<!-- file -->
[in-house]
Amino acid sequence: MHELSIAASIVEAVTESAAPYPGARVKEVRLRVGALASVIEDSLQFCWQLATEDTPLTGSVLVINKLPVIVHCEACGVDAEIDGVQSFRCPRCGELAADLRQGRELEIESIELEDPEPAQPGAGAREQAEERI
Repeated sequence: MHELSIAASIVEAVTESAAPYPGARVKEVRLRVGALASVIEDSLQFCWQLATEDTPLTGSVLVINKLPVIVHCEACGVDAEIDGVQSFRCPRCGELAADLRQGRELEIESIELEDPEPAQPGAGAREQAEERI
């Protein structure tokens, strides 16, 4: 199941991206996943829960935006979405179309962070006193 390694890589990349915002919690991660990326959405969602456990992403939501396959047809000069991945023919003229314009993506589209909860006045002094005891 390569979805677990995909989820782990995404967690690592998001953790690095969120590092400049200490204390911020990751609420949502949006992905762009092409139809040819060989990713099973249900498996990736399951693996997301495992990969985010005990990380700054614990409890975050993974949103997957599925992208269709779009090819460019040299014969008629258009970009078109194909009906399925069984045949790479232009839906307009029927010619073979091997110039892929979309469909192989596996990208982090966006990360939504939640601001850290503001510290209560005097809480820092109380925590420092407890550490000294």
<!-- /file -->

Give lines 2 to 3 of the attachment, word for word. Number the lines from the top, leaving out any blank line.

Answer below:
Amino acid sequence: MHELSIAASIVEAVTESAAPYPGARVKEVRLRVGALASVIEDSLQFCWQLATEDTPLTGSVLVINKLPVIVHCEACGVDAEIDGVQSFRCPRCGELAADLRQGRELEIESIELEDPEPAQPGAGAREQAEERI
Repeated sequence: MHELSIAASIVEAVTESAAPYPGARVKEVRLRVGALASVIEDSLQFCWQLATEDTPLTGSVLVINKLPVIVHCEACGVDAEIDGVQSFRCPRCGELAADLRQGRELEIESIELEDPEPAQPGAGAREQAEERI